Tabcorp Divests Pokies Business To Smooth Way For Merger
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So much for the hairy chested suggestion last month from Tabcorp (TAH) that it would run off to the Australian Competition Tribunal to try and by pass that nasty Australian Competition and Consumer Commission which wants the company to sell off its Queensland poker machine monitory business as a condition before approving the $11 billion merger with rival gaming group, Tatts (TTS).
Tabcorp has agreed a deal to offload its Queensland gaming machine monitoring business to smooth its $11 billion merger with Tatts.
The gaming giant will divest Odyssey Gaming Services to Australian National Hotels - a subsidiary of the privately-owned Federal Group - to address the Australian Competition and Consumer Commission’s concerns that the Tatts merger would lead to a lack of competition in Queensland pokies.
No real mention of the Australian Competition Tribunal move, except as a background threat if the ACCC doesn’t give the deal authorisation.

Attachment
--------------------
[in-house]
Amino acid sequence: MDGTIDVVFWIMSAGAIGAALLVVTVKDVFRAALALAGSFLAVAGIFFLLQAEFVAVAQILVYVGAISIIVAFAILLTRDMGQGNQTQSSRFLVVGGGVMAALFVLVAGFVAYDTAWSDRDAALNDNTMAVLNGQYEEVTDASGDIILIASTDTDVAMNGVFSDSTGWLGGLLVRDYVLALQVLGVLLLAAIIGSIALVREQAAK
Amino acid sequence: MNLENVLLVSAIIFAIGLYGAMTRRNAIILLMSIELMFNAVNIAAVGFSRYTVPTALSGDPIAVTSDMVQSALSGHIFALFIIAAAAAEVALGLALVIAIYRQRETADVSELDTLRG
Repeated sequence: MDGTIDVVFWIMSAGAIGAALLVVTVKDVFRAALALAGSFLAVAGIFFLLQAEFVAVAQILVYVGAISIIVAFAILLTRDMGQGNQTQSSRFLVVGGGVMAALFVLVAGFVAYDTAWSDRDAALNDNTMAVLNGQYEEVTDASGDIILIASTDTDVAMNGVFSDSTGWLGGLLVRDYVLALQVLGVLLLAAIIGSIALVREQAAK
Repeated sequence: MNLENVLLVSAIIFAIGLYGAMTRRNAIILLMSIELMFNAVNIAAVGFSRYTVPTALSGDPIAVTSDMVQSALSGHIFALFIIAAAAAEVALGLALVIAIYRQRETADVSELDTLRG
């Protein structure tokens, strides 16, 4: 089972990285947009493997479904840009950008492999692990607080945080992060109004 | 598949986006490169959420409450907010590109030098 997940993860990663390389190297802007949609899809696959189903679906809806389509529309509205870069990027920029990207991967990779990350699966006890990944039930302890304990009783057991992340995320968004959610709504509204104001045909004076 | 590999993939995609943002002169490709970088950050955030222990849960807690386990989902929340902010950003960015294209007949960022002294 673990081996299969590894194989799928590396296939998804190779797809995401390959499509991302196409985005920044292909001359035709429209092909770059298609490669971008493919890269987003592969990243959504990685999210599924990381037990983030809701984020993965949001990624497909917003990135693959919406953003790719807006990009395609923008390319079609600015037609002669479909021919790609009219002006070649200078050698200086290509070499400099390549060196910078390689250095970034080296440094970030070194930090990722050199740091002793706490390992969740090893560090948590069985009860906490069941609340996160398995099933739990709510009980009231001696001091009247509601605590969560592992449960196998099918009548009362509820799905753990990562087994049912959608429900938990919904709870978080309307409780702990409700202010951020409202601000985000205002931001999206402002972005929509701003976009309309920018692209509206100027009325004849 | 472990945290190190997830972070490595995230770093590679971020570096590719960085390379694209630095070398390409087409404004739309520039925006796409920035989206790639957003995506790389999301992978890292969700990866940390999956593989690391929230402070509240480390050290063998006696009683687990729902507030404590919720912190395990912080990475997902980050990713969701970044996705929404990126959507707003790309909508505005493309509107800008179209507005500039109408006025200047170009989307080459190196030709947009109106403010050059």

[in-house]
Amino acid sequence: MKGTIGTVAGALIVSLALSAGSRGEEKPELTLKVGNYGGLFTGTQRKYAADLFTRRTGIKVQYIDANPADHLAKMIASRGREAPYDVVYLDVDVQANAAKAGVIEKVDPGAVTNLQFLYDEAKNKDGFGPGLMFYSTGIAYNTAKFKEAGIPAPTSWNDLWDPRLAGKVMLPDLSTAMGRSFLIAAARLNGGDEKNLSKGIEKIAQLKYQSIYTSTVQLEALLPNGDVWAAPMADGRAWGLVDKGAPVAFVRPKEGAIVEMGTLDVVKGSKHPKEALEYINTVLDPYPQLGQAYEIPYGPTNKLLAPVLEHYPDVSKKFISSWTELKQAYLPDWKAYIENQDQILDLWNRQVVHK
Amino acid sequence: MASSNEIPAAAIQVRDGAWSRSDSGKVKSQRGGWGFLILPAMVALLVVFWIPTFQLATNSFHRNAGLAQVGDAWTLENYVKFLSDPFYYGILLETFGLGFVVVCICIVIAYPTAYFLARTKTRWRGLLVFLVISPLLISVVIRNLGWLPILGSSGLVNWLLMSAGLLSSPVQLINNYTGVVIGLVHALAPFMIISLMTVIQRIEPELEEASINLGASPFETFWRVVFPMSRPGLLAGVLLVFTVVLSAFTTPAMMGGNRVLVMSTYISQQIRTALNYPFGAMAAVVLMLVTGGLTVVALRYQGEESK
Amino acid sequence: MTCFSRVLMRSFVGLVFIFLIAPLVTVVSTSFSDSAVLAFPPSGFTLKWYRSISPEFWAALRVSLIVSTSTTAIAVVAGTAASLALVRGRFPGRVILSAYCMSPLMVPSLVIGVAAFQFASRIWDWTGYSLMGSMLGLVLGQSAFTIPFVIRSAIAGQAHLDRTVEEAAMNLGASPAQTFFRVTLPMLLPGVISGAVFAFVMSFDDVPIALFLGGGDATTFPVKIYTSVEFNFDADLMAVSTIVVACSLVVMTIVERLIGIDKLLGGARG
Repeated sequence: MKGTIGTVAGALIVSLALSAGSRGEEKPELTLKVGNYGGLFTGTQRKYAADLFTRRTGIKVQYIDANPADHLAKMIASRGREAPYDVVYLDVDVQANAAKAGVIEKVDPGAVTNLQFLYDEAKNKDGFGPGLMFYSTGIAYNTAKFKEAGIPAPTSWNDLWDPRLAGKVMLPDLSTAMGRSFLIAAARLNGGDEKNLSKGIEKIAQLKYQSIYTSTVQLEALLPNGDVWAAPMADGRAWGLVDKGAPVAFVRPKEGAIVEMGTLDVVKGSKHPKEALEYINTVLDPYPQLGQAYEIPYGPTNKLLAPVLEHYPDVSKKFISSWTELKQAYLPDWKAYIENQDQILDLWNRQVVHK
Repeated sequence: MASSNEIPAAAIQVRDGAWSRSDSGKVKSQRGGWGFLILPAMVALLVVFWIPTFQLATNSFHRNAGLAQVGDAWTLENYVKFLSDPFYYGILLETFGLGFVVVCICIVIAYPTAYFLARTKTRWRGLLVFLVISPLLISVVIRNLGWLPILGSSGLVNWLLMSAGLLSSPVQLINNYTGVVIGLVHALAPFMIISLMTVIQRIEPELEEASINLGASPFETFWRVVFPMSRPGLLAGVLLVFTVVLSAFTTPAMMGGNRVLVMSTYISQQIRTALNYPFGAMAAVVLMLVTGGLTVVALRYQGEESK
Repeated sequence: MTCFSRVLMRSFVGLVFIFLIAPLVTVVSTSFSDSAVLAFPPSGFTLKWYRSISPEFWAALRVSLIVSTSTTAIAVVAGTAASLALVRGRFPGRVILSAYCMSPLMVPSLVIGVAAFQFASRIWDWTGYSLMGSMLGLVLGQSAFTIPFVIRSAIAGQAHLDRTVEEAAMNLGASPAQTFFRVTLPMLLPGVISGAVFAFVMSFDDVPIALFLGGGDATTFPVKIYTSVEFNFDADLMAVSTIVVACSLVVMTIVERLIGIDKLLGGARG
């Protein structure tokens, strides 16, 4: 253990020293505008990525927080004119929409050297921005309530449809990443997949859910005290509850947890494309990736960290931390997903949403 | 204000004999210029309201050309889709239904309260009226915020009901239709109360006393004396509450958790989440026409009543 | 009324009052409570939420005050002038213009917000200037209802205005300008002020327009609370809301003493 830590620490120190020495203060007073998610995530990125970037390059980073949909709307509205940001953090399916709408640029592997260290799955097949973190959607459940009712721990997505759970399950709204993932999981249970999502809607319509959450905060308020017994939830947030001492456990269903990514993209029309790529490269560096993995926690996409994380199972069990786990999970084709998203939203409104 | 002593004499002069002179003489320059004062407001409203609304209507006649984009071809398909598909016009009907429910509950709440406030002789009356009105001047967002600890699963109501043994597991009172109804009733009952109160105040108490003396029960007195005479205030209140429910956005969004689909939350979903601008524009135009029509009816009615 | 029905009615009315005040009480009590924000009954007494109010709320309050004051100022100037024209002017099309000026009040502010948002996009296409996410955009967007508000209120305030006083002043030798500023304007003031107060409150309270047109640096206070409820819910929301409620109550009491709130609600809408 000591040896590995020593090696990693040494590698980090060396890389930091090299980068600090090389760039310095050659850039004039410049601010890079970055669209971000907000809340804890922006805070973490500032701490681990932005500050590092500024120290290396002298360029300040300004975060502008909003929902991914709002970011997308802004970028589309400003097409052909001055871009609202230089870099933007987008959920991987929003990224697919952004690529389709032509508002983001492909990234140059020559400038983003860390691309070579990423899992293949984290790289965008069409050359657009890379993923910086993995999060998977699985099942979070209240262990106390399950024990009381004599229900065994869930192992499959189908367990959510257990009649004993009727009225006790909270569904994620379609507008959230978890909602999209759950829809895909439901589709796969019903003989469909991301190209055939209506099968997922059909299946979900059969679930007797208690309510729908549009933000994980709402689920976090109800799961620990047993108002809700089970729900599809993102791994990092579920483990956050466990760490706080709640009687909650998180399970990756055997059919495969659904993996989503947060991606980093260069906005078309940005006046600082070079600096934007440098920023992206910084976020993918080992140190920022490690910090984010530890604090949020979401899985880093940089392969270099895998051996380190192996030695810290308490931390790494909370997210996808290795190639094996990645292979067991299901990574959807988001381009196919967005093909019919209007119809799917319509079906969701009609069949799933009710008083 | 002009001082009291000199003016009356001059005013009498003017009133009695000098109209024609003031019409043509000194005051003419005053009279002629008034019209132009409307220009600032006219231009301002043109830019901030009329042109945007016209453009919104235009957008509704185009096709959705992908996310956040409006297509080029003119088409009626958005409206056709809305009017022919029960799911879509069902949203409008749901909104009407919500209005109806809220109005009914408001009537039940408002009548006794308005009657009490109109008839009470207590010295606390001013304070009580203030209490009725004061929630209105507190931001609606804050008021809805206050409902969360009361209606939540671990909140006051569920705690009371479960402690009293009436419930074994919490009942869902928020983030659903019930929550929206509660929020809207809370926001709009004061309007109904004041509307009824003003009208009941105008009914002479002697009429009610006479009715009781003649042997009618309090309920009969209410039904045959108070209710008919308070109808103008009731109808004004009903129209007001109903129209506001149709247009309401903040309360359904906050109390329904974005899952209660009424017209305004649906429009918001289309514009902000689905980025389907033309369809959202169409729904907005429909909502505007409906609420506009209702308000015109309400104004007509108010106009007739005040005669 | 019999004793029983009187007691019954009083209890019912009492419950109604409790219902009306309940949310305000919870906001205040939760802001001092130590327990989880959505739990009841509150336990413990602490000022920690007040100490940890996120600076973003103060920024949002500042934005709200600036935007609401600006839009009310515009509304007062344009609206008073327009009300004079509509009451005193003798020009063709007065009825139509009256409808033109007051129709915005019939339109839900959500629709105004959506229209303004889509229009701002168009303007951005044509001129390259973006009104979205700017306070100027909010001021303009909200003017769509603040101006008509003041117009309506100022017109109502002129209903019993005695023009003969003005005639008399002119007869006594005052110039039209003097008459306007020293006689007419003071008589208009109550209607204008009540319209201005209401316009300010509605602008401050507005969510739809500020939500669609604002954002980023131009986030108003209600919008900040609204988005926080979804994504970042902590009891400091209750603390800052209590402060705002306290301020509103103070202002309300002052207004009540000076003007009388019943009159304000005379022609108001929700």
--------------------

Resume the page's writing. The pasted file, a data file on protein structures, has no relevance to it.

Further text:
“The agreements are conditional upon the Australian Competition and Consumer Commission accepting an undertaking to be provided by Tabcorp or the Australian Competition Tribunal otherwise granting authorisation for the proposed combination and the proposed combination becoming effective,” the gaming giant said. Tabcorp shares were down 1%, at the close at $4.73.
The Australian reported this morning that US private equity firm Kohlberg Kravis Roberts and others have offered a fresh $7.3 billion bid for Tatts Group to rival Tabcorp’s merger offer.
The offer equates to $4.21 per share and was at a 5% premium to the average share price over three months, but it is at a big discount to Tatts’ closing share price yesterday of $4.35.
“The KKR consortium, known as the Pacific Consortium, includes Macquarie Group, Morgan Stanley Infrastructure and First State, and initially put forward a proposal to buy the Tatts lotteries business last year and float its wagering arm." The Australian claims the bid doesn’t need the approval of the competition regulator, the ACCC.
Glenn Dyer has been a finance journalist and TV producer for more than 40 years. He has worked at Maxwell Newton Publications, Queensland Newspapers, AAP, The Australian Financial Review, The Nine Network and Crikey.
At the AFR he was a finance writer, Finance Editor, News Editor and Chief of Staff. At the Nine Network he was supervising producer of Business Sunday for more than 16 years. He has also written for other online and analogue print publications here and overseas.